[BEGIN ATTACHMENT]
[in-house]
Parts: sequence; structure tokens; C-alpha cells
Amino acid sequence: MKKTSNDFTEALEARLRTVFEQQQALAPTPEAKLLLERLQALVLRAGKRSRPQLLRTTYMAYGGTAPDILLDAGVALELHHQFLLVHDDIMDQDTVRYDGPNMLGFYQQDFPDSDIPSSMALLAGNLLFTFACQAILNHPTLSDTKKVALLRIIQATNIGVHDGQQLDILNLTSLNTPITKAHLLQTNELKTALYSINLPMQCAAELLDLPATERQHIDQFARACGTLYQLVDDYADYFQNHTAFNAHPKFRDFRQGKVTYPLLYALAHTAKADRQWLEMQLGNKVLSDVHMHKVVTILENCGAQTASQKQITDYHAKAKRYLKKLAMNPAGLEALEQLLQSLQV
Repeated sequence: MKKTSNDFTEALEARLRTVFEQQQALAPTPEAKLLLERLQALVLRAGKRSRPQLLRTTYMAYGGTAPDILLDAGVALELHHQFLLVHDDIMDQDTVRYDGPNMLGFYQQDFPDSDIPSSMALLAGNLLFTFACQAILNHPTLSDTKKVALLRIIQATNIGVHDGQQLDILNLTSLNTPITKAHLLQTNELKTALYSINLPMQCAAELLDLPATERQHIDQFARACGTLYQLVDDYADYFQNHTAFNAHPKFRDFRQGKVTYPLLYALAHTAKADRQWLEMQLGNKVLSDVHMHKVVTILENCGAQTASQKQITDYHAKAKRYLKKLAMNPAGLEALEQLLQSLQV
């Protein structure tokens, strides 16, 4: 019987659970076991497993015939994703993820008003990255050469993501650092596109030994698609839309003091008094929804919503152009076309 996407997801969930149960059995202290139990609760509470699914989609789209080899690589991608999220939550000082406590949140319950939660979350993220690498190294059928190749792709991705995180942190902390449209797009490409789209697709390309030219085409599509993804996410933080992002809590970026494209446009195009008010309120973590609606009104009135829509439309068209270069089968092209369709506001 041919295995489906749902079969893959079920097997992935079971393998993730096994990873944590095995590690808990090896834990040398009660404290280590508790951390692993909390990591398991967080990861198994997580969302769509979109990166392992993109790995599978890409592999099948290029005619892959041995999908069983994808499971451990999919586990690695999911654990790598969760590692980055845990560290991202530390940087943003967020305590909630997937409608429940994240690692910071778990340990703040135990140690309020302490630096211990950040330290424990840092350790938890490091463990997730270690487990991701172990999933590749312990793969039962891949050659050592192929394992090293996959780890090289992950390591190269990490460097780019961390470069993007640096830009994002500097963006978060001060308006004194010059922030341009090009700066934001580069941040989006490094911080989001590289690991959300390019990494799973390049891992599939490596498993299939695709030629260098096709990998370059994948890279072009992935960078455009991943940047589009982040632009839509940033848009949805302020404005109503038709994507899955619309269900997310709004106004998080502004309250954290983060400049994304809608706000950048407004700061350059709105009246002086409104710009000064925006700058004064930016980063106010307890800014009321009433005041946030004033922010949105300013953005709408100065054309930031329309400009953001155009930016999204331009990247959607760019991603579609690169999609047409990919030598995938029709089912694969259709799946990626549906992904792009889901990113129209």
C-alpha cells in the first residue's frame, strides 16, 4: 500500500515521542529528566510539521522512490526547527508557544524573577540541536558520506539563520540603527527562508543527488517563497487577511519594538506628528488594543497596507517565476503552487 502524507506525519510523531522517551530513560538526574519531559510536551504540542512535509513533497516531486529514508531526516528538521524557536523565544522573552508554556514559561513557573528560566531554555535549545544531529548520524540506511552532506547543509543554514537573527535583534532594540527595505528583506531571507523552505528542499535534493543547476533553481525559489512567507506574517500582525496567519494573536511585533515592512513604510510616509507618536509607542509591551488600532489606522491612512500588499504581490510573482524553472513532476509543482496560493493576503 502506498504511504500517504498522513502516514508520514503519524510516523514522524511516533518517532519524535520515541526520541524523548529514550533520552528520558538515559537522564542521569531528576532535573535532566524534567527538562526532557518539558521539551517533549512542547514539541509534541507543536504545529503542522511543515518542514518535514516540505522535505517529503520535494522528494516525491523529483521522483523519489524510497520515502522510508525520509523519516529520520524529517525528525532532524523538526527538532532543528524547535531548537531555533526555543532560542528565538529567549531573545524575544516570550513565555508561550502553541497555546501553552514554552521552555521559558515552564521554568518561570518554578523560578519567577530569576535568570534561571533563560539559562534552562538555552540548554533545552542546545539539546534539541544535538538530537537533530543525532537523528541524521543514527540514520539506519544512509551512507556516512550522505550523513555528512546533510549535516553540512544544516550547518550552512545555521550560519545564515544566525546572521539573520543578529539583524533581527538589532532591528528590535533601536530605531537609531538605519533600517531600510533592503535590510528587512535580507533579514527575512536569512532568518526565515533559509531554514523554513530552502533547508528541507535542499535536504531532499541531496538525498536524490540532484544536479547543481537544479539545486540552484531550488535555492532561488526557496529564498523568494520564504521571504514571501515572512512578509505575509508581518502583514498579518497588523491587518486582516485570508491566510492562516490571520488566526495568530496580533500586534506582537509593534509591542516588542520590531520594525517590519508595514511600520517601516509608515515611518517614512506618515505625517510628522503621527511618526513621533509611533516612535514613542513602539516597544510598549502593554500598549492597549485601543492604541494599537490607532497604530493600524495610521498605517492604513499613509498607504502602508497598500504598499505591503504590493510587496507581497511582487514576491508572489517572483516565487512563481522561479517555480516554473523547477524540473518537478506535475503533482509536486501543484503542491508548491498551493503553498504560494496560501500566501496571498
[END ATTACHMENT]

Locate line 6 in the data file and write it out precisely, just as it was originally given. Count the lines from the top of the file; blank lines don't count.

C-alpha cells in the first residue's frame, strides 16, 4: 500500500515521542529528566510539521522512490526547527508557544524573577540541536558520506539563520540603527527562508543527488517563497487577511519594538506628528488594543497596507517565476503552487 502524507506525519510523531522517551530513560538526574519531559510536551504540542512535509513533497516531486529514508531526516528538521524557536523565544522573552508554556514559561513557573528560566531554555535549545544531529548520524540506511552532506547543509543554514537573527535583534532594540527595505528583506531571507523552505528542499535534493543547476533553481525559489512567507506574517500582525496567519494573536511585533515592512513604510510616509507618536509607542509591551488600532489606522491612512500588499504581490510573482524553472513532476509543482496560493493576503 502506498504511504500517504498522513502516514508520514503519524510516523514522524511516533518517532519524535520515541526520541524523548529514550533520552528520558538515559537522564542521569531528576532535573535532566524534567527538562526532557518539558521539551517533549512542547514539541509534541507543536504545529503542522511543515518542514518535514516540505522535505517529503520535494522528494516525491523529483521522483523519489524510497520515502522510508525520509523519516529520520524529517525528525532532524523538526527538532532543528524547535531548537531555533526555543532560542528565538529567549531573545524575544516570550513565555508561550502553541497555546501553552514554552521552555521559558515552564521554568518561570518554578523560578519567577530569576535568570534561571533563560539559562534552562538555552540548554533545552542546545539539546534539541544535538538530537537533530543525532537523528541524521543514527540514520539506519544512509551512507556516512550522505550523513555528512546533510549535516553540512544544516550547518550552512545555521550560519545564515544566525546572521539573520543578529539583524533581527538589532532591528528590535533601536530605531537609531538605519533600517531600510533592503535590510528587512535580507533579514527575512536569512532568518526565515533559509531554514523554513530552502533547508528541507535542499535536504531532499541531496538525498536524490540532484544536479547543481537544479539545486540552484531550488535555492532561488526557496529564498523568494520564504521571504514571501515572512512578509505575509508581518502583514498579518497588523491587518486582516485570508491566510492562516490571520488566526495568530496580533500586534506582537509593534509591542516588542520590531520594525517590519508595514511600520517601516509608515515611518517614512506618515505625517510628522503621527511618526513621533509611533516612535514613542513602539516597544510598549502593554500598549492597549485601543492604541494599537490607532497604530493600524495610521498605517492604513499613509498607504502602508497598500504598499505591503504590493510587496507581497511582487514576491508572489517572483516565487512563481522561479517555480516554473523547477524540473518537478506535475503533482509536486501543484503542491508548491498551493503553498504560494496560501500566501496571498